Library Lady's Corner
Book Review: Growing Up Healthy in a World of Digital Media January 02 2020
This is an essential and timely book that addresses the dangers of screen time, addiction, and EMFs on human beings, especially on young ones. It helps empower parents and teachers to be mindful and vigilant. The overwhelming acceptance of digital media (digital everything!) happened as if without Input from us, parents, teachers, everyone! Schools, businesses, and ordinary people were, within a decade, all managing, reading, learning and communicating on wired, digital devices. Only recently have the deleterious effects of free-range use of digital media become well-known. Behavior disorders, depression, addiction, loss of concentration, and general feelings of malaise or unhappiness have been traced back to screen time for many. The younger the user, the more powerful the impact.
Teachers and parents of second graders face the delicious challenge of filling eager young souls with rich ideas filled with ideals in a right way. In Waldorf schools, the teacher’s efforts of forming a class in grade one settles over the summer months and second graders arrive ready for good stories and new knowledge.
Book Review: Award Winning "Helping Children on Their Way" August 16 2017Waldorf Publications is proud to be recognized by Mom’s Choice Awards with Helping Children on Their Way
Elizabeth Auer has assembled a remarkable group of educators to write about many aspects of supporting children in their different and varied “stuck places” along the road to a balanced development for life.
Math and Arithmetic in a Waldorf School May 24 2017
Children learn arithmetic in school. Most of what we call “math” is arithmetic — the skills of computation and calculation. When we do addition, subtraction, multiplication, division, times tables, square roots, calculating area — for examples — we are doing arithmetic. Arithmetic is a division or department of mathematics. Geometry, algebra, and calculus are other branches of mathematics.
Teaching children skills in arithmetic tends to be a cause of anxiety in our culture. Comparative studies accomplished in the latter part of the last century, comparing the attitudes of Japanese parents and American parents about arithmetic skills was revealing. Read More
There’s No Minute Like the Last Minute! December 16 2016Waldorf Publications and the Research Institute for Waldorf Education have many fine possibilities for thoughtful gifts when thoughtfulness in the hectic season becomes hard to muster.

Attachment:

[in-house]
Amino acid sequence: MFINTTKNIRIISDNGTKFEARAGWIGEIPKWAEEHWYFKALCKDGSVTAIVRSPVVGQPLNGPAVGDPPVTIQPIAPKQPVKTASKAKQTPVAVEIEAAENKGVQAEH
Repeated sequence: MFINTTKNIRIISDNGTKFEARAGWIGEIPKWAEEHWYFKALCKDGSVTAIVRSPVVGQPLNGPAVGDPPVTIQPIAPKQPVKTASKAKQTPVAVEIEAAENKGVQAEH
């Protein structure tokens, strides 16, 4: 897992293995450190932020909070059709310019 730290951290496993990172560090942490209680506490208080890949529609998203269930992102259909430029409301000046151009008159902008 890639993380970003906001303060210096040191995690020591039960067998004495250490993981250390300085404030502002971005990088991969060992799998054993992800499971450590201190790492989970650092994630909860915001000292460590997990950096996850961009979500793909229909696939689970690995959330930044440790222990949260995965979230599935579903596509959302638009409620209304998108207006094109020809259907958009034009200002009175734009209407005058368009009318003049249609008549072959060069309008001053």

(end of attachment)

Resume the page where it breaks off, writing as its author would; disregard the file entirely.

Consider the caliber and depth of some of these gifts — remember, books and subscriptions keep giving long into the future!
Belly Laughs September 09 2016
The first grade class teacher kiddingly told the first grader that he was “full of soup,” that he was tricking her and she tickled him as she challenged his playful trick. The little boy let out a deep belly laugh as he conceded that he was caught out and that he was indeed playing a practical joke on the teacher.
The laugh gave the teacher a reason to pause. It was almost December and she had never heard this child laugh like that before. He lived in a difficult home situation and there had been questions around the boy’s placement in first grade. He was repeating first grade following the decision of the previous teacher and so was new to this class.
In the first days of the second time at first grade, the teacher noticed that the boy’s voice had a disembodied quality.....
Being Nine Years Old June 16 2016
The teacher knelt before the boy to explain how to cross the street carefully and to check to see if he felt uneasy about crossing without a teacher holding his hand. The boy’s mother was taking a job in the area and she wanted her children in a Waldorf school. The boy had come to visit the second grade that day. He had, up till then, been home schooled, and there was a question about whether or not the boy belonged in second grade or third grade because of his age—older than the youngest in the third grade and younger than the oldest in the second grade.
After the teacher had completed explaining carefully how to cross the street without a teacher helping him, the teacher asked, “Can you do that?.....